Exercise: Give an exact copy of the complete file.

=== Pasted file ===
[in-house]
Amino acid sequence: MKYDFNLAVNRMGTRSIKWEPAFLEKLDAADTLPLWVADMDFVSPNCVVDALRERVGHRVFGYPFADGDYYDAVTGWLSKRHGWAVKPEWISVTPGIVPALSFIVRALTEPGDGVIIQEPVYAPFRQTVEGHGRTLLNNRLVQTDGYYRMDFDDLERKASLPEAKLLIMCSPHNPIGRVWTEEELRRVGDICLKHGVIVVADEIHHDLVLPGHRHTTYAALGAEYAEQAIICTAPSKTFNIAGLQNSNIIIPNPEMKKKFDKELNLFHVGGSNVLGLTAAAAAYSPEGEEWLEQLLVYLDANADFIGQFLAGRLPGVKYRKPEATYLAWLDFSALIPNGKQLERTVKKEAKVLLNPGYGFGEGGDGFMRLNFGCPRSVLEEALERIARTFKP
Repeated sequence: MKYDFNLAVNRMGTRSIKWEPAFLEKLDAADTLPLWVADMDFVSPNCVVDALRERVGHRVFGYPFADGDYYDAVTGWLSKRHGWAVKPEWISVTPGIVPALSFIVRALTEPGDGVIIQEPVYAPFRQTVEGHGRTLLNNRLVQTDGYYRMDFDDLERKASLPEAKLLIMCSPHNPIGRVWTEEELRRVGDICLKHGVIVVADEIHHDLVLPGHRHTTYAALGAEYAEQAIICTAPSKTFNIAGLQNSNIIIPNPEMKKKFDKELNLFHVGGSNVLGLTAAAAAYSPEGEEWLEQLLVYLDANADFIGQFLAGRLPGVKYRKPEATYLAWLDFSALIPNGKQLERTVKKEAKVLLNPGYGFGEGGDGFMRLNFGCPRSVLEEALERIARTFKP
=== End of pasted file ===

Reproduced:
[in-house]
Amino acid sequence: MKYDFNLAVNRMGTRSIKWEPAFLEKLDAADTLPLWVADMDFVSPNCVVDALRERVGHRVFGYPFADGDYYDAVTGWLSKRHGWAVKPEWISVTPGIVPALSFIVRALTEPGDGVIIQEPVYAPFRQTVEGHGRTLLNNRLVQTDGYYRMDFDDLERKASLPEAKLLIMCSPHNPIGRVWTEEELRRVGDICLKHGVIVVADEIHHDLVLPGHRHTTYAALGAEYAEQAIICTAPSKTFNIAGLQNSNIIIPNPEMKKKFDKELNLFHVGGSNVLGLTAAAAAYSPEGEEWLEQLLVYLDANADFIGQFLAGRLPGVKYRKPEATYLAWLDFSALIPNGKQLERTVKKEAKVLLNPGYGFGEGGDGFMRLNFGCPRSVLEEALERIARTFKP
Repeated sequence: MKYDFNLAVNRMGTRSIKWEPAFLEKLDAADTLPLWVADMDFVSPNCVVDALRERVGHRVFGYPFADGDYYDAVTGWLSKRHGWAVKPEWISVTPGIVPALSFIVRALTEPGDGVIIQEPVYAPFRQTVEGHGRTLLNNRLVQTDGYYRMDFDDLERKASLPEAKLLIMCSPHNPIGRVWTEEELRRVGDICLKHGVIVVADEIHHDLVLPGHRHTTYAALGAEYAEQAIICTAPSKTFNIAGLQNSNIIIPNPEMKKKFDKELNLFHVGGSNVLGLTAAAAAYSPEGEEWLEQLLVYLDANADFIGQFLAGRLPGVKYRKPEATYLAWLDFSALIPNGKQLERTVKKEAKVLLNPGYGFGEGGDGFMRLNFGCPRSVLEEALERIARTFKP